Here are a few books that I have enjoyed over the years:
1. Foundation – Isaac Asimov. The end of the Galactic Empire is predicted by a mathematician, who goes on to establish a Foundation to preserve knowledge through the ensuing dark ages. This is a classic novel that ages well considering it was written in the early 1950’s.
2. The Illustrated Man – Ray Bradbury. A collection of short stories. My favorites include “Dark They Were and Golden Eyed” and “The Vedlt”. Masterful writing.
3. The Stars My Destination – Alfred Bester. I’ll confess that I read this because a character on Babylon 5 was named Alfred Bester. The novel blew my mind.
4. Snowcrash – Neal Stephenson. One of my favorite Cyberpunk novels. The near-future world with burbclaves and Mafia-controlled pizza joints is all to easy to see. Very funny and smart.
5. The Hitchhiker’s Guide to the Galaxy – Douglas Adams. A must read to have any street-cred in Science Fiction circles. The Earth is blown up to make an intergalactic highway, but not before Arthur Dent, Earthling, and Ford Prefect hitchhike off of it. Strange adventures ensue.
6. Blackout/All Clear – Connie Willis. Two book series. I wouldn’t call this exactly alternate history, but more of science fiction set in history. Historians from the future can travel back in time to observe history first hand. What happens when they get trapped in London during the blitz?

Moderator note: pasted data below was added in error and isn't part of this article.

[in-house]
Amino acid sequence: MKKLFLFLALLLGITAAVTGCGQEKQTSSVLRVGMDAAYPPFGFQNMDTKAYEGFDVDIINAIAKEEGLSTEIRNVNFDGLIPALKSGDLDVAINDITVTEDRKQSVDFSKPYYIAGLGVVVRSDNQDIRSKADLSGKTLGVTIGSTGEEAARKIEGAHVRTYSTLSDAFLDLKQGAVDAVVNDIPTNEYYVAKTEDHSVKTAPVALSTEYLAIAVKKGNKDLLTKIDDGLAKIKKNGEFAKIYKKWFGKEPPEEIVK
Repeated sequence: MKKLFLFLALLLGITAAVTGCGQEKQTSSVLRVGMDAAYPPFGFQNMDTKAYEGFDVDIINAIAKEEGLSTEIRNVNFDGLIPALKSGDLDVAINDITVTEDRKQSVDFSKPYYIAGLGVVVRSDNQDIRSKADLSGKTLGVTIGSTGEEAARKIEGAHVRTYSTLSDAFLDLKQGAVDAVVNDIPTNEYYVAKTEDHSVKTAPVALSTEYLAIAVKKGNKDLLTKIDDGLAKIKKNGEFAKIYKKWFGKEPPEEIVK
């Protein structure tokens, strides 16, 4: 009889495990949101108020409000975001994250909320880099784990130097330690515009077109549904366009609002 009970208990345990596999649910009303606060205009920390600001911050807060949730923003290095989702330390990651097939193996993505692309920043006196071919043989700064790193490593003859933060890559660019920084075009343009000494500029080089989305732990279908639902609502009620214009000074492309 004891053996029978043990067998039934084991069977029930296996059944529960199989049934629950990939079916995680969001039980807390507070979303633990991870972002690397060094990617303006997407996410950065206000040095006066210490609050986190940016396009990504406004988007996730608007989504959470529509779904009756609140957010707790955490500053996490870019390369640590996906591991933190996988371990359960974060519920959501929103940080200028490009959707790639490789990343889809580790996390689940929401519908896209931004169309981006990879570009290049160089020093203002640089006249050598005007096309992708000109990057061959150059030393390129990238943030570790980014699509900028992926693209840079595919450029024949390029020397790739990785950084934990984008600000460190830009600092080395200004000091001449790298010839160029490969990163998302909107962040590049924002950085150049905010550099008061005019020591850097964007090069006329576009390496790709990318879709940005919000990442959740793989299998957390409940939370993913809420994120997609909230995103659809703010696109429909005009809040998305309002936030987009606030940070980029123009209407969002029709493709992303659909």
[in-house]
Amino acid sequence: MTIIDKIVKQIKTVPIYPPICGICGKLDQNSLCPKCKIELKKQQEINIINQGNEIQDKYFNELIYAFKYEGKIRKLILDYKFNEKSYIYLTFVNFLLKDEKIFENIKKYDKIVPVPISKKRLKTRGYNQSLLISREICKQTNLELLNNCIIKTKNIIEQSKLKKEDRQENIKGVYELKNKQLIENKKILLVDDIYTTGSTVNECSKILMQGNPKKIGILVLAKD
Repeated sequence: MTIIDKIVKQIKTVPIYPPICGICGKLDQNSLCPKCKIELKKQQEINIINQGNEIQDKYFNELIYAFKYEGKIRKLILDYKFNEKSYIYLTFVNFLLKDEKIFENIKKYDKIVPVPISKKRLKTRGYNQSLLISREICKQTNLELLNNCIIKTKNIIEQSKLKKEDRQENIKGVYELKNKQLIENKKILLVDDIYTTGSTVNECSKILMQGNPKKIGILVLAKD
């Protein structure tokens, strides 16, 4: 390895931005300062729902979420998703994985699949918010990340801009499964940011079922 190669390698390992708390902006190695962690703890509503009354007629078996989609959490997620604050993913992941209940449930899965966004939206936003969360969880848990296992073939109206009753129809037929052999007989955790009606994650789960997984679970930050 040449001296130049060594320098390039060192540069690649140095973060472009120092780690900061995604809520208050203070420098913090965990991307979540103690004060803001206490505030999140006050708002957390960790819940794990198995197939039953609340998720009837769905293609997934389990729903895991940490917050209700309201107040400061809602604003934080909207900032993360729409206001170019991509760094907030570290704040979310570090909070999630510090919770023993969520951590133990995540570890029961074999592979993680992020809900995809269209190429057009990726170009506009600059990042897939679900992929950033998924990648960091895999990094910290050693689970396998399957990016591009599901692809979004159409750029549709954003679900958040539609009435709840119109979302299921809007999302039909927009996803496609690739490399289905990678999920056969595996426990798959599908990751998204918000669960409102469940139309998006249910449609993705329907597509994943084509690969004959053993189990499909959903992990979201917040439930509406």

7. Startide Rising/The Uplift War – David Brin. In this future, humans have “uplifted” dolphins and chimpanzees to sentience through genetic engineering. When they start travelling between the stars, they find that this path of uplift is the basis of a galactic society full of many different species. All this is the backdrop to what happens to the first dolphin-crewed starship that happens upon an ancient artifact.
1. The Hobbit – JRR Tolkien. The classic adventure tale with hobbits, dwarves, elves and a dragon!
2. The Once and Future King – T. H. White. Arthurian legends novelised.
3. A Wizard of Earthsea – Ursula K LeGuin. A modern classic. Ged becomes an apprentice wizard, but must embark on a mission to find the darkness that he let loose in the world.
4. Tailchaser’s Song – Tad Williams. A fantasy story where all the characters are cats. A rich tale complete with cat mythology, and a hero on a quest.
5. Memory, Sorrow and Thorn – Tad Williams. A traditional fantasy trilogy where the unsuspecting hero must complete a quest to save the world from evil. However, the novels are character-driven, inventively written and have enough twists to keep the pages turning.
6. His Majesty’s Dragon – Naomi Novik. Alternate history where the Napoleonic wars are fought with dragons! Ok, I admit, alternate history is a favorite genre of mine and when you add dragons, it gets a double thumbs up.
7. Song of Fire and Ice (series) – George R. R. Martin. There actually isn’t much “magic” in this series, which is a refreshing change from many fantasy series. This is a gritty look at a feudal world, the political machinations of it, plus the threat of undead invaders and dragons. I wouldn’t let the kids read this, though. There’s a reason it is on HBO and not network television.
8. Wheel of Time (series) – Robert Jordan/Brandon Sanderson. Typical epic: young boy discovers he has strange powers – is he destined to save the world against evil? However, the character-rich storytelling expands the story until it fills 14+ books. I think the last book is due out next year. Sadly, the author, Robert Jordan, passed away before finishing it, but left extensive notes, so the story is being finished by Brandon Sanderson.